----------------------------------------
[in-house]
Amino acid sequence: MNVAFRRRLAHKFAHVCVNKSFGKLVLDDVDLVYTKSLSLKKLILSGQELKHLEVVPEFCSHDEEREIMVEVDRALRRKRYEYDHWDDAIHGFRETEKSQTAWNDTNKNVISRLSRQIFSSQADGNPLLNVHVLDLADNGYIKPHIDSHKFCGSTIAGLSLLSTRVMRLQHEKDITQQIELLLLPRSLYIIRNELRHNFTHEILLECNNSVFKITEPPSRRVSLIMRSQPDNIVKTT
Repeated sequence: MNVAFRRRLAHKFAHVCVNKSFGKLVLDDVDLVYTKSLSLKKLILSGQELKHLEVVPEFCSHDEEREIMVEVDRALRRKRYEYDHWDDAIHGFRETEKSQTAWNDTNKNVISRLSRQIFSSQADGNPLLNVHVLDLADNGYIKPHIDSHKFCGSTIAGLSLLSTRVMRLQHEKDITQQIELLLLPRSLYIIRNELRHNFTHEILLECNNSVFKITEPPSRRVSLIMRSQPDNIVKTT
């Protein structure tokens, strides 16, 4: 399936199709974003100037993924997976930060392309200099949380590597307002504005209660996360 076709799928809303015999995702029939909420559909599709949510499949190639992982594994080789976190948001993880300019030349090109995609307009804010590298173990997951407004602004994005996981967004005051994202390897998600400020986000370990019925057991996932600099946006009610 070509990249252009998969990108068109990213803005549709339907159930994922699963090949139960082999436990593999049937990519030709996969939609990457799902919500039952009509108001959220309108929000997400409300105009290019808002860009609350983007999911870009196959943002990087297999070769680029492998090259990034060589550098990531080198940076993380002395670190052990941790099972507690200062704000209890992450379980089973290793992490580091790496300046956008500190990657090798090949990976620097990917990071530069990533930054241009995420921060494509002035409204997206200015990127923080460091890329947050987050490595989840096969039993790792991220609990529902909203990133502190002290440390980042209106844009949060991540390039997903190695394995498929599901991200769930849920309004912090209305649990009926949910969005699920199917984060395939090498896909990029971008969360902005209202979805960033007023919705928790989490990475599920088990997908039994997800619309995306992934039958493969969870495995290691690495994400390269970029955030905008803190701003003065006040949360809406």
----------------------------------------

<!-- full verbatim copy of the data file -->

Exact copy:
[in-house]
Amino acid sequence: MNVAFRRRLAHKFAHVCVNKSFGKLVLDDVDLVYTKSLSLKKLILSGQELKHLEVVPEFCSHDEEREIMVEVDRALRRKRYEYDHWDDAIHGFRETEKSQTAWNDTNKNVISRLSRQIFSSQADGNPLLNVHVLDLADNGYIKPHIDSHKFCGSTIAGLSLLSTRVMRLQHEKDITQQIELLLLPRSLYIIRNELRHNFTHEILLECNNSVFKITEPPSRRVSLIMRSQPDNIVKTT
Repeated sequence: MNVAFRRRLAHKFAHVCVNKSFGKLVLDDVDLVYTKSLSLKKLILSGQELKHLEVVPEFCSHDEEREIMVEVDRALRRKRYEYDHWDDAIHGFRETEKSQTAWNDTNKNVISRLSRQIFSSQADGNPLLNVHVLDLADNGYIKPHIDSHKFCGSTIAGLSLLSTRVMRLQHEKDITQQIELLLLPRSLYIIRNELRHNFTHEILLECNNSVFKITEPPSRRVSLIMRSQPDNIVKTT
């Protein structure tokens, strides 16, 4: 399936199709974003100037993924997976930060392309200099949380590597307002504005209660996360 076709799928809303015999995702029939909420559909599709949510499949190639992982594994080789976190948001993880300019030349090109995609307009804010590298173990997951407004602004994005996981967004005051994202390897998600400020986000370990019925057991996932600099946006009610 070509990249252009998969990108068109990213803005549709339907159930994922699963090949139960082999436990593999049937990519030709996969939609990457799902919500039952009509108001959220309108929000997400409300105009290019808002860009609350983007999911870009196959943002990087297999070769680029492998090259990034060589550098990531080198940076993380002395670190052990941790099972507690200062704000209890992450379980089973290793992490580091790496300046956008500190990657090798090949990976620097990917990071530069990533930054241009995420921060494509002035409204997206200015990127923080460091890329947050987050490595989840096969039993790792991220609990529902909203990133502190002290440390980042209106844009949060991540390039997903190695394995498929599901991200769930849920309004912090209305649990009926949910969005699920199917984060395939090498896909990029971008969360902005209202979805960033007023919705928790989490990475599920088990997908039994997800619309995306992934039958493969969870495995290691690495994400390269970029955030905008803190701003003065006040949360809406």